• any procedure carried out by a health practitioner registered under the Health Practitioner Regulation National Law, or by a person acting under the direction or supervision of a registered health practitioner, in the course of providing a health service, or
      • any procedure declared by the regulations not to be a skin penetration procedure.
  7. Appropriate conduct in relation to treatment advice
    1. A health practitioner must not attempt to dissuade clients from seeking or continuing with treatment by a registered medical practitioner.
    2. A health practitioner must accept the right of his or her clients to make informed choices in relation to their health care.
    3. A health practitioner should communicate and co-operate with colleagues and other health care practitioners and agencies in the best interests of their clients.
    4. A health practitioner who has serious concerns about the treatment provided to any of his or her clients by another health practitioner must refer the matter to the Health Care Complaints Commission.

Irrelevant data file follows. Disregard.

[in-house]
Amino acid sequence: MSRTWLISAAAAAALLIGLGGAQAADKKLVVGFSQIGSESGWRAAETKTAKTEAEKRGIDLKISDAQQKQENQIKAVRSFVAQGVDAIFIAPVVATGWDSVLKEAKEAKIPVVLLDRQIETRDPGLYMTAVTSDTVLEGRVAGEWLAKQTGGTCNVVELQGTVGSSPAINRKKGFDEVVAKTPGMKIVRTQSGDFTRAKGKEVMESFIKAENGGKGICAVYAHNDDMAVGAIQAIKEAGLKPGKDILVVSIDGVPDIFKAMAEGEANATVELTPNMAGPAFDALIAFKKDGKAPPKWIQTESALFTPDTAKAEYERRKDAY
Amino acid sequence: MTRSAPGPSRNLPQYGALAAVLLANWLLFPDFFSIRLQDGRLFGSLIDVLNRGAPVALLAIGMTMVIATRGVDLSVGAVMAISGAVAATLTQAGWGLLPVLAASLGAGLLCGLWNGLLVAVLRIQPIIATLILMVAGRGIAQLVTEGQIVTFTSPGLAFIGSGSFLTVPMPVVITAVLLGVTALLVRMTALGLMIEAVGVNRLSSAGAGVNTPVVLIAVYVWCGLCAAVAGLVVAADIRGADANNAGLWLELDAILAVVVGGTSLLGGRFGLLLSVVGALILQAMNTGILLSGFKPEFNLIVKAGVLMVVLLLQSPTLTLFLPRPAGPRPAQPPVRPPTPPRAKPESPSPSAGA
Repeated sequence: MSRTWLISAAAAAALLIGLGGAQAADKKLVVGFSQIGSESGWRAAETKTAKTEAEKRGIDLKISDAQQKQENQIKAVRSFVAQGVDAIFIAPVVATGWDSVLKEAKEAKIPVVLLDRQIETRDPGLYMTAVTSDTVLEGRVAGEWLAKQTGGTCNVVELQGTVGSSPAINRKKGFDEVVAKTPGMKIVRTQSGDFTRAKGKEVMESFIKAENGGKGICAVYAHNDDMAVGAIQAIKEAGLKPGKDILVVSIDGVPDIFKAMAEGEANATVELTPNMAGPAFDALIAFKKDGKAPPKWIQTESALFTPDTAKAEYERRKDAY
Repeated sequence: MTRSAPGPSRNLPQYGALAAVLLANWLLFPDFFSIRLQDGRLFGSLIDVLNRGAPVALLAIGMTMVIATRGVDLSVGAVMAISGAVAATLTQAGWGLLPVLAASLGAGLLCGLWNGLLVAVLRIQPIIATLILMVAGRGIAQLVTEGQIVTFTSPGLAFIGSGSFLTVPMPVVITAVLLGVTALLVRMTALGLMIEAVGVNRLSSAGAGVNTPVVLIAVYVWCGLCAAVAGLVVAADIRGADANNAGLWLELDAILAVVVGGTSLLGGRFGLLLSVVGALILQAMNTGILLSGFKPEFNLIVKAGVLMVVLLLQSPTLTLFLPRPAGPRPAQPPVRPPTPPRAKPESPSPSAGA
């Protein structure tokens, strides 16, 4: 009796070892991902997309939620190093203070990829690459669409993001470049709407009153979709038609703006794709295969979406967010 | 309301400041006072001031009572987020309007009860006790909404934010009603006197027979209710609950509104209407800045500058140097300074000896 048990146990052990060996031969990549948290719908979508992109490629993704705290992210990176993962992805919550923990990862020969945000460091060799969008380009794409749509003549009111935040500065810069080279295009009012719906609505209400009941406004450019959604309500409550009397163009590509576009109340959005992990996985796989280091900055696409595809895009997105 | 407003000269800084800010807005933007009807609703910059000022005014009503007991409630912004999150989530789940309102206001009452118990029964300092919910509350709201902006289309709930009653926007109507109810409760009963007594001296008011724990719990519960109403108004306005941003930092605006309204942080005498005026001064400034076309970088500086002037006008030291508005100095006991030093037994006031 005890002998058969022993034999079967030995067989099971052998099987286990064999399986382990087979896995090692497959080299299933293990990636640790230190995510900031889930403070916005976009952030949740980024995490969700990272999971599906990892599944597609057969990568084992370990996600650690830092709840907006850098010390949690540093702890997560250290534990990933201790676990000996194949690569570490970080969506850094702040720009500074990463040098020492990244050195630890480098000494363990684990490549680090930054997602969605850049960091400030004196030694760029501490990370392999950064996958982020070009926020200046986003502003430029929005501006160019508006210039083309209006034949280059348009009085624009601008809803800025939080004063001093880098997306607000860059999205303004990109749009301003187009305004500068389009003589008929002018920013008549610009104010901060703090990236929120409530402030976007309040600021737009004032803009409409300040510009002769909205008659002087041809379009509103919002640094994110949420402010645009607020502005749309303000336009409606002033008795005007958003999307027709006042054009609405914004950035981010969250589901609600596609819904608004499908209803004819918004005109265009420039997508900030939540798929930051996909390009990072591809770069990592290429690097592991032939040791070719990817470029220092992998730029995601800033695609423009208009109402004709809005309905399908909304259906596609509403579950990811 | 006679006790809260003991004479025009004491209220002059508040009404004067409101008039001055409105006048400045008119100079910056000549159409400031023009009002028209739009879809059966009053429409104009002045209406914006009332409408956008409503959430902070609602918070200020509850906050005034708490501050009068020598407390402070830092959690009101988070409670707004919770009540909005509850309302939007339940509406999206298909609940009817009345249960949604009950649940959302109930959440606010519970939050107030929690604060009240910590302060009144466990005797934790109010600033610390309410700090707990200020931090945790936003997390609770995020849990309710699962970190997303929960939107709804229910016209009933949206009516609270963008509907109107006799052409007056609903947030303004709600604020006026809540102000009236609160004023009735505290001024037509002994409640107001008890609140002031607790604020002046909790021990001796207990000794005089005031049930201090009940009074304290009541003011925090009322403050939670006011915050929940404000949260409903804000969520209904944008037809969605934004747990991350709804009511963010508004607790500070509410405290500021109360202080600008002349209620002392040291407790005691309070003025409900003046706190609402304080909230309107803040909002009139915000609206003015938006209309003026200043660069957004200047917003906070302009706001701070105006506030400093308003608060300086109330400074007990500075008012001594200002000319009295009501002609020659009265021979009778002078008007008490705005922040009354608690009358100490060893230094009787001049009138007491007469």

8. Health practitioners not to practise under influence or alcohol or drugs
    1. A health practitioner must not practise under the influence of alcohol or unlawful drugs.
    2. A health practitioner who is taking prescribed medication must obtain advice from the prescribing health practitioner on the impact of the medication on his or her ability to practice and must refrain from treating clients in circumstances where his or her ability is or may be impaired.
  9. Health practitioners not to practise with certain physical or mental conditions